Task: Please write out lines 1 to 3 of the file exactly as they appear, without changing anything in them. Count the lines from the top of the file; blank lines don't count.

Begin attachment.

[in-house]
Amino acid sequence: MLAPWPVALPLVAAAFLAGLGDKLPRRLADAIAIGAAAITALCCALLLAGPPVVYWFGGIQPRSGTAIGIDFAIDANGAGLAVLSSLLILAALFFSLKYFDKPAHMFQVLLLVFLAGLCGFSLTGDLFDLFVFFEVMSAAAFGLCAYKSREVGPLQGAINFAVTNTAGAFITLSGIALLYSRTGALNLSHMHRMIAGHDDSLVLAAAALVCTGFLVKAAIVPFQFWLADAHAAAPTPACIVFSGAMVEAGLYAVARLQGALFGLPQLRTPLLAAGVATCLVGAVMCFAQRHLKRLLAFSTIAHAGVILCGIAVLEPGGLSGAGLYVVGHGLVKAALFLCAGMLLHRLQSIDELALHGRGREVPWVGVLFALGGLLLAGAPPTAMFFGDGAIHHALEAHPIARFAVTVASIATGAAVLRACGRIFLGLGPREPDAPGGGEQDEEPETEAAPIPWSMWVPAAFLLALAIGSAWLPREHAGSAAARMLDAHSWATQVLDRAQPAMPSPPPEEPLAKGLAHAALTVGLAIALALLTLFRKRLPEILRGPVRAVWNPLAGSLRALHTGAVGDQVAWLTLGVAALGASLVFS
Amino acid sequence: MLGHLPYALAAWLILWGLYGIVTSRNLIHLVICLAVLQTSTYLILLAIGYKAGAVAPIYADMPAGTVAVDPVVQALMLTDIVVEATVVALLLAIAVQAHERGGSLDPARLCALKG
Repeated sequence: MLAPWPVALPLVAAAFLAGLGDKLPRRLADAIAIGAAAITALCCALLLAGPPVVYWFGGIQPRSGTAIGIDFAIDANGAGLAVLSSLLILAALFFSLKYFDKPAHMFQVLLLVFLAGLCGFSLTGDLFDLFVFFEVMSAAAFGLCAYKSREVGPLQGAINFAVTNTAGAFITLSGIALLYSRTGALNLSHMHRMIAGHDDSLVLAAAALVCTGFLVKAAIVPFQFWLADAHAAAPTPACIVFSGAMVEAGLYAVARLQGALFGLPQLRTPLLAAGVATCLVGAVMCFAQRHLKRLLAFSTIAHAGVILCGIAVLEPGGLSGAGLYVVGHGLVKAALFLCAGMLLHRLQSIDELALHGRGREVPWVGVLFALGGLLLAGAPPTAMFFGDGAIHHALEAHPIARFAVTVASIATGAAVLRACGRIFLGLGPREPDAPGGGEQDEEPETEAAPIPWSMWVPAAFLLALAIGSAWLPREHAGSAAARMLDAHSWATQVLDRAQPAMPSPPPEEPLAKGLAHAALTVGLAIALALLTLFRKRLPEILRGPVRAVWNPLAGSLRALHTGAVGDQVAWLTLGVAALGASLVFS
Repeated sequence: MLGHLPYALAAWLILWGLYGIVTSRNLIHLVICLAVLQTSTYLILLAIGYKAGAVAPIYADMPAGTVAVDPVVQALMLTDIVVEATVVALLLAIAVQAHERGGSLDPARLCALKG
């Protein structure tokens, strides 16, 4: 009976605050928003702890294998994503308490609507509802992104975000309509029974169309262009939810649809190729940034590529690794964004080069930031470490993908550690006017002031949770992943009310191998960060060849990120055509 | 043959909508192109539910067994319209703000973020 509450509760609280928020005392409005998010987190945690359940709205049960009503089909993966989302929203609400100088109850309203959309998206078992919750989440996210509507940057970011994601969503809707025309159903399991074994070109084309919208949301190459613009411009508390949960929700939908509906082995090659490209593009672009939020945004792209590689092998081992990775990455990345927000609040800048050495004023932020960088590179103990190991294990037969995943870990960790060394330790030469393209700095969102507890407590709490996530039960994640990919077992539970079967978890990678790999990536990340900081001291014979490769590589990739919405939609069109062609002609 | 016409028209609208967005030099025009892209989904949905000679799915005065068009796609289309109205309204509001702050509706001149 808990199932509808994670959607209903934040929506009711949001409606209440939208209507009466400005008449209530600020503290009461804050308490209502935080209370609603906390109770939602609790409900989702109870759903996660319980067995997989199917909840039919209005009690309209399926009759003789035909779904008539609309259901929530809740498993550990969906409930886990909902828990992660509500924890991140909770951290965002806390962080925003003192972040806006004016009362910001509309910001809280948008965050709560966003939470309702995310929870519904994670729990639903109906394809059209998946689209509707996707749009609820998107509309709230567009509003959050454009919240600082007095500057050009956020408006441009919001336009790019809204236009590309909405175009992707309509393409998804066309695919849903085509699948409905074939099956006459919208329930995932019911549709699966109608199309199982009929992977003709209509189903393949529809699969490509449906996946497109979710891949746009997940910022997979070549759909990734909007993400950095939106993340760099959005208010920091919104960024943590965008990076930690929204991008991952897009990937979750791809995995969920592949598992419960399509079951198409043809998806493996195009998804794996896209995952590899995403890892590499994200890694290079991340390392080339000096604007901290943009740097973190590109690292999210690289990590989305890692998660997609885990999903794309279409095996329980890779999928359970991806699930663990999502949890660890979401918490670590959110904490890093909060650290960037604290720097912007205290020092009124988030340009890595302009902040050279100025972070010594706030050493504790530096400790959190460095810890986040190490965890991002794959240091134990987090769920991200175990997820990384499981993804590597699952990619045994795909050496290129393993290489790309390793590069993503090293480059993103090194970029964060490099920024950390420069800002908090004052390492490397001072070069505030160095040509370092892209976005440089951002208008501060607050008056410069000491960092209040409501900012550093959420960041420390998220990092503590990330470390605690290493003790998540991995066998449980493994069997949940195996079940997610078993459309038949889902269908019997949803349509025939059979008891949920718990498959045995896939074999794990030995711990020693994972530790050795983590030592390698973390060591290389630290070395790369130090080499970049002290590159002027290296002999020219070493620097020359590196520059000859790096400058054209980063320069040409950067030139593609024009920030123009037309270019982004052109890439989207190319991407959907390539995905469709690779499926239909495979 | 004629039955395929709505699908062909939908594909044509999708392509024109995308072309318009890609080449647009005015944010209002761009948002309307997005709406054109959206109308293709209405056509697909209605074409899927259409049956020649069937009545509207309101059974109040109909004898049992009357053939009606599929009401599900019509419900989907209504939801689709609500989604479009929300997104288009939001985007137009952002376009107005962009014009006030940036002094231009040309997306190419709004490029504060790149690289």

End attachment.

[in-house]
Amino acid sequence: MLAPWPVALPLVAAAFLAGLGDKLPRRLADAIAIGAAAITALCCALLLAGPPVVYWFGGIQPRSGTAIGIDFAIDANGAGLAVLSSLLILAALFFSLKYFDKPAHMFQVLLLVFLAGLCGFSLTGDLFDLFVFFEVMSAAAFGLCAYKSREVGPLQGAINFAVTNTAGAFITLSGIALLYSRTGALNLSHMHRMIAGHDDSLVLAAAALVCTGFLVKAAIVPFQFWLADAHAAAPTPACIVFSGAMVEAGLYAVARLQGALFGLPQLRTPLLAAGVATCLVGAVMCFAQRHLKRLLAFSTIAHAGVILCGIAVLEPGGLSGAGLYVVGHGLVKAALFLCAGMLLHRLQSIDELALHGRGREVPWVGVLFALGGLLLAGAPPTAMFFGDGAIHHALEAHPIARFAVTVASIATGAAVLRACGRIFLGLGPREPDAPGGGEQDEEPETEAAPIPWSMWVPAAFLLALAIGSAWLPREHAGSAAARMLDAHSWATQVLDRAQPAMPSPPPEEPLAKGLAHAALTVGLAIALALLTLFRKRLPEILRGPVRAVWNPLAGSLRALHTGAVGDQVAWLTLGVAALGASLVFS
Amino acid sequence: MLGHLPYALAAWLILWGLYGIVTSRNLIHLVICLAVLQTSTYLILLAIGYKAGAVAPIYADMPAGTVAVDPVVQALMLTDIVVEATVVALLLAIAVQAHERGGSLDPARLCALKG